Summerfest 2019: Jason Mraz, Rodrigo y Gabriela, and the best and worst of the side stages on Day 11

Milwaukee Journal Sentinel
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On the final night of Summerfest 2019, the side stages offered some of the festival's most chill performances. Most of the time, that was a good thing. 

Jason Mraz 

Jason Mraz performs at the BMO Harris Pavilion Sunday night at Summerfest.

If you look up the word “chill” in Merriam-Webster, it features a picture of Jason Mraz. Or if it doesn’t, it should. 

The singer-songwriter closed out the BMO Harris Pavilion on Summerfest’s last night with a fun singalong of his hits. The lyrics from his “Freedom Song” pretty much lay out Mraz’s career — “And when I feel good, I sing. And the joy it brings makes me feel good.” 

Clad in cutoffs, denim shirt and trucker hat emblazoned with the word “Yay!” while he strummed an acoustic guitar, Mraz rolled out his first hit song “The Remedy (I Won’t Worry)” early in his set and led his fans through “I’m Yours” and Bob Marley’s “Three Little Birds.”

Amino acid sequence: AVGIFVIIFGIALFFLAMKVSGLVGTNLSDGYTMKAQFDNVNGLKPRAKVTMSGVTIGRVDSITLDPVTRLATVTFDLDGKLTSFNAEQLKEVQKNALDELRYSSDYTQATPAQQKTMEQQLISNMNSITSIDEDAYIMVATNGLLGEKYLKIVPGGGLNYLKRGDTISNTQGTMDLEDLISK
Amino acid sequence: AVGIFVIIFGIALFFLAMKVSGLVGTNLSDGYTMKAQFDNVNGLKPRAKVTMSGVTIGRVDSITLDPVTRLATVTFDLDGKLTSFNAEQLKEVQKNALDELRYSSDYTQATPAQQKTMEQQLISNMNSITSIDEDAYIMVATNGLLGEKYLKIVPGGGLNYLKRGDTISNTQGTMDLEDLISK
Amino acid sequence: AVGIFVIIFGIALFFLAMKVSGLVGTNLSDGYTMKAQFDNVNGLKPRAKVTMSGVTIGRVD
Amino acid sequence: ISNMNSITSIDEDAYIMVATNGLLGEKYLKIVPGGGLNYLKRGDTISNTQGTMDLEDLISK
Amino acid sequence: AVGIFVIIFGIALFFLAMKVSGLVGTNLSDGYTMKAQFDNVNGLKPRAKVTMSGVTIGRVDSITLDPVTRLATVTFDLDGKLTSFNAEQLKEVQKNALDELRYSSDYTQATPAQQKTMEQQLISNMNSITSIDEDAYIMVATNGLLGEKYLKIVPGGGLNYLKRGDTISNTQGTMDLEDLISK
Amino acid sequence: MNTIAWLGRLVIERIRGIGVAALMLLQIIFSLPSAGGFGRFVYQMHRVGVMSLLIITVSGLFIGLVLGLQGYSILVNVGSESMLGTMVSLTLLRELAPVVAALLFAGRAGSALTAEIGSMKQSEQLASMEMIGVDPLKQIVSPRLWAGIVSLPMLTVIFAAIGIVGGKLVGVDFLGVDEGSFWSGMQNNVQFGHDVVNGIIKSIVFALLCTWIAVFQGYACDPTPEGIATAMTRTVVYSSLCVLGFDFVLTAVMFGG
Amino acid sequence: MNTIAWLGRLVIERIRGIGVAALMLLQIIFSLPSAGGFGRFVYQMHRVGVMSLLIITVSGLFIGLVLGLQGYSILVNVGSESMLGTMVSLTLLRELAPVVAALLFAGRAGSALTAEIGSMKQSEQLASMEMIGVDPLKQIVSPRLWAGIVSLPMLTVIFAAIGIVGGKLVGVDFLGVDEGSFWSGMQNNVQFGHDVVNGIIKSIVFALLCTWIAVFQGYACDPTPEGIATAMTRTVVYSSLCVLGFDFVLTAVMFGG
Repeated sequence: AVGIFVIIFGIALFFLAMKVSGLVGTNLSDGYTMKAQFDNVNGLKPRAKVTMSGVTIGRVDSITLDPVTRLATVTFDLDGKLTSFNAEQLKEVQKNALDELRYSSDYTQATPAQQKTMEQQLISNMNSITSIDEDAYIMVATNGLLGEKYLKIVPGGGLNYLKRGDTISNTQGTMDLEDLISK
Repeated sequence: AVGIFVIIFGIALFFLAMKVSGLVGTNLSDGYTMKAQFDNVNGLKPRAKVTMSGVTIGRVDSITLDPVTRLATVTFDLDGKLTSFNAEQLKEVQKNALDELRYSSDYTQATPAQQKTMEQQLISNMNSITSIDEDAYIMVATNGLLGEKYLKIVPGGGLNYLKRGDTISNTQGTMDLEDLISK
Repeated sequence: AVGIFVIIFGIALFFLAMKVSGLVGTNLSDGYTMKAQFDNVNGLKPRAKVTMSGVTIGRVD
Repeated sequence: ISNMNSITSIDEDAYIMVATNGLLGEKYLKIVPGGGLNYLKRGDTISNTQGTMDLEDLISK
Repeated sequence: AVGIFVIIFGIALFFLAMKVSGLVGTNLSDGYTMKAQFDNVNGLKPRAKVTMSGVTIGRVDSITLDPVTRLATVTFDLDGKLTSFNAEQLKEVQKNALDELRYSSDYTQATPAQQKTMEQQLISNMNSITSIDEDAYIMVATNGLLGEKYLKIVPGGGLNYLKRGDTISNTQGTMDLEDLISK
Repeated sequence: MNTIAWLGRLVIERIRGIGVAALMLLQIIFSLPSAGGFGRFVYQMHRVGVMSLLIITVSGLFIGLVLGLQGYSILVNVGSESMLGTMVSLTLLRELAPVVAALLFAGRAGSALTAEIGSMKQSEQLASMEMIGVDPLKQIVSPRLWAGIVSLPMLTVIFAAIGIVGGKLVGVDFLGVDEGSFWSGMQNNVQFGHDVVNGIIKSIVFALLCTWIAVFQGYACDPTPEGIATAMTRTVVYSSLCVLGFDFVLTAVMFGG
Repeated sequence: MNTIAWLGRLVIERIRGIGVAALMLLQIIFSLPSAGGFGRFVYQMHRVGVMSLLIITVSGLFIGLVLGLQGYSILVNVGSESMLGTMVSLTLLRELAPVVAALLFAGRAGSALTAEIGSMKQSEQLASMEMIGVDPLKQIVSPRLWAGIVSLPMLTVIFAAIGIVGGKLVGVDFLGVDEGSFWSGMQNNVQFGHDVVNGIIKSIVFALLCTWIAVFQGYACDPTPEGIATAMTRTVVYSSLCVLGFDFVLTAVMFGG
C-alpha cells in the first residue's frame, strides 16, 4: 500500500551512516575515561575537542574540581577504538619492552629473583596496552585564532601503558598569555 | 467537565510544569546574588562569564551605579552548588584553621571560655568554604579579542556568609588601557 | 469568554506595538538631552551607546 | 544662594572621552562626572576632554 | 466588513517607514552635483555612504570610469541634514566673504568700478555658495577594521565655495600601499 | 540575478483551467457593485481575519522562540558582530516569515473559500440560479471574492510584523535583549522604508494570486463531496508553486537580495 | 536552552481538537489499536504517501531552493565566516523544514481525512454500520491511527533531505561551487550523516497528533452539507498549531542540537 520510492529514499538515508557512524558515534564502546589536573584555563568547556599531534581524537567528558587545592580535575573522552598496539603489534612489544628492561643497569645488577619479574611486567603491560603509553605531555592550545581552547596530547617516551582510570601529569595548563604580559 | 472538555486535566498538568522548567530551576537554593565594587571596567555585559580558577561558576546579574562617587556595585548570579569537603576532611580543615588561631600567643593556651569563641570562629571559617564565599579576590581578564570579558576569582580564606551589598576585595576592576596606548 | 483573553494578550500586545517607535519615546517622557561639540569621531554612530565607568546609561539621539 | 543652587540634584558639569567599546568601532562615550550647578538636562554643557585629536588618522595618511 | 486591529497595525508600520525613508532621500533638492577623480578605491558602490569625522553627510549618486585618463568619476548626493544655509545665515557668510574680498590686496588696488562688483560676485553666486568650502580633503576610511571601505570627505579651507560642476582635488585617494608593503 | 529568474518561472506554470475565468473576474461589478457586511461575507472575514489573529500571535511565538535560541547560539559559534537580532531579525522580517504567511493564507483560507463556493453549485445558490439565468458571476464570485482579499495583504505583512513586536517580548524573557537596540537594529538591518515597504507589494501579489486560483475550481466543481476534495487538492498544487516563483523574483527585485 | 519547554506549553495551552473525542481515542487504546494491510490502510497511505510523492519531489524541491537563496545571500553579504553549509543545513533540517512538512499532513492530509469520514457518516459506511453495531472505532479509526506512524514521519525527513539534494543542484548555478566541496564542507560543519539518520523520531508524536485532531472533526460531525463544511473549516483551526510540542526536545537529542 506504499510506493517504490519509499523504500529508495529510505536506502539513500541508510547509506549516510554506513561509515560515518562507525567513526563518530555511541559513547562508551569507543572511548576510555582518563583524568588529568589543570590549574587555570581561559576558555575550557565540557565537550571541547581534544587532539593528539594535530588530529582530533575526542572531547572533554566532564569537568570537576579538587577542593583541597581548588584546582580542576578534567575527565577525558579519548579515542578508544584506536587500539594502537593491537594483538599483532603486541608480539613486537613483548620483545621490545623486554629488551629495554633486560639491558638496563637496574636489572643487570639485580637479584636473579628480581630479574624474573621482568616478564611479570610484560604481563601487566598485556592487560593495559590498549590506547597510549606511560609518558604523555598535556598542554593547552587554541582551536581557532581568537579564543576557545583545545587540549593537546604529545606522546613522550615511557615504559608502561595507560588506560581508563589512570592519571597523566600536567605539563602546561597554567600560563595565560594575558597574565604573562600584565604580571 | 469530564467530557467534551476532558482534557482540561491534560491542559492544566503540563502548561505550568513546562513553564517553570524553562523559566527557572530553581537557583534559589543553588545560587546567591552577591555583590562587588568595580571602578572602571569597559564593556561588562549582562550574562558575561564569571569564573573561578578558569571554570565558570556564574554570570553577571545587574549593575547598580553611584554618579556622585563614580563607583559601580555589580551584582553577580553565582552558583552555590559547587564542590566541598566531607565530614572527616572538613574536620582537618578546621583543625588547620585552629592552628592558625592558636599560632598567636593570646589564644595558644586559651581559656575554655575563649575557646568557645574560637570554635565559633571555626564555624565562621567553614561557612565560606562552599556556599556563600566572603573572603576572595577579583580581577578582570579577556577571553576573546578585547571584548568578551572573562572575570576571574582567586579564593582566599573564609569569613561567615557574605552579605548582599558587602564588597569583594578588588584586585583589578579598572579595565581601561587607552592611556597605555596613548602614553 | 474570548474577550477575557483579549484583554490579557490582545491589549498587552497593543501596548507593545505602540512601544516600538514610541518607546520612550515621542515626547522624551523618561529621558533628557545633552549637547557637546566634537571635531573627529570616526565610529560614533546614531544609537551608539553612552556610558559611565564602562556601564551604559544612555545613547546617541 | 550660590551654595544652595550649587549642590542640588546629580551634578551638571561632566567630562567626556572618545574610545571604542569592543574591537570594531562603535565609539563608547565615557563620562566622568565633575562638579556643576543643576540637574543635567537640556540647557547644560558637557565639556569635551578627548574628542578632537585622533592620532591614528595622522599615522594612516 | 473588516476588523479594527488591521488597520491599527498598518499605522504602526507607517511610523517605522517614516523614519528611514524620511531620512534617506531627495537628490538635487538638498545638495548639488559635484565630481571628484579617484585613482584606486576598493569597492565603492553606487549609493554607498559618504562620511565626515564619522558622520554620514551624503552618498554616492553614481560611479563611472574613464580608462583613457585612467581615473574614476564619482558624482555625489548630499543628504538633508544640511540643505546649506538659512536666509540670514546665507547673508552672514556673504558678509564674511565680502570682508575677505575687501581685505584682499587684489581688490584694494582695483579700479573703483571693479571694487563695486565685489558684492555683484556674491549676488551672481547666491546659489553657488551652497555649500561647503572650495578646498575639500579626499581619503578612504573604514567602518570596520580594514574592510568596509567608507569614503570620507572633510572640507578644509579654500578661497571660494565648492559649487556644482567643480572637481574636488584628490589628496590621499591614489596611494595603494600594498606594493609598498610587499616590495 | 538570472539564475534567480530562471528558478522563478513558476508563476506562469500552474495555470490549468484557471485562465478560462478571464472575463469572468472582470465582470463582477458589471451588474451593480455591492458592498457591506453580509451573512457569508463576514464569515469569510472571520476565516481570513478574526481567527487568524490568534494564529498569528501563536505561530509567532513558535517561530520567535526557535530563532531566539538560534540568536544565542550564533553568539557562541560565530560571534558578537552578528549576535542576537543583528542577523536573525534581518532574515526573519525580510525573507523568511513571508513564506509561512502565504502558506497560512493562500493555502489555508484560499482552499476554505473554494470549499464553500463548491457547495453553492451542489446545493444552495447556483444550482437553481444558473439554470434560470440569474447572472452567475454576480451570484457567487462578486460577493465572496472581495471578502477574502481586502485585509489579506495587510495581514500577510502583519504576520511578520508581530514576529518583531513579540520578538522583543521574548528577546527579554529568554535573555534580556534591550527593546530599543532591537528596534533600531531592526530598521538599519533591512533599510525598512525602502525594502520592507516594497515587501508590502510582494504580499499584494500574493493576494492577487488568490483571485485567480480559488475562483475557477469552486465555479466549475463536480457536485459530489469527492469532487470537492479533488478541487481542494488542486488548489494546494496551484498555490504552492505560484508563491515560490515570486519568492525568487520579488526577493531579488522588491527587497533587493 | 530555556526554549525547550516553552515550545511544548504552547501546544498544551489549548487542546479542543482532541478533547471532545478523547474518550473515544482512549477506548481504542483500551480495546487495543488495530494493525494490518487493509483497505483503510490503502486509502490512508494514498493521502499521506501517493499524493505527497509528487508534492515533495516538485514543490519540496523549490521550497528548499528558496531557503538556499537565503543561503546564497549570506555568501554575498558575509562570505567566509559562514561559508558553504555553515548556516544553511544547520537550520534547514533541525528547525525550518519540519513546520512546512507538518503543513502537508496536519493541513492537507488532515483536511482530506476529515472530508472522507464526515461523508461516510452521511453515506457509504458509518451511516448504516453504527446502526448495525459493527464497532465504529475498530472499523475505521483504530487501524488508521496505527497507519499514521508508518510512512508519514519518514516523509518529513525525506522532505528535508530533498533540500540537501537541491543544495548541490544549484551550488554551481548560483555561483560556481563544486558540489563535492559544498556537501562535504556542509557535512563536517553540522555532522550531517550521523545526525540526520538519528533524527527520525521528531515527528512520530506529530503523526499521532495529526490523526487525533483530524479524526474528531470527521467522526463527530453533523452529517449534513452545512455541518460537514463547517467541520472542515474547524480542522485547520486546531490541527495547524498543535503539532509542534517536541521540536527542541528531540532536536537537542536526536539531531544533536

Cheekily, he pointed offstage and said “Ladies and gentlemen, Colbie Caillat … could not be with us tonight” — so he sang both parts of the smash hit duet “Lucky.”

Before singing “Unlonely,” he asked his audience who was there by themselves and, at the end, he told his fans to find someone to high five. Of course they did. Which is so chill. 

— Meg Jones, 

Samantha Fish 

Samantha Fish performs at the Johnson Controls World Sound Stage at Summerfest Sunday night.

There aren’t many women fronting blues bands, which is a low-down cryin’ shame because females can sing the blues just as well as musicians with XY chromosomes. Samantha Fish sang of heartache, longing and lying/cheating men (and really, are there any other kind in the blues?) Sunday night at the Johnson Controls World Sound Stage.

Dressed in hot pink leather pants and a black short-sleeve top, she captivated the crowd with her stellar guitar playing, which ranged from tender and lyrical to hardcore shredding — sometimes in the same song.

Rollicking through “Little Baby,” which showcased her fabulous six-piece backing band including trumpet and sax, Fish sang of regret for hurting someone who has moved on, leaving her alone.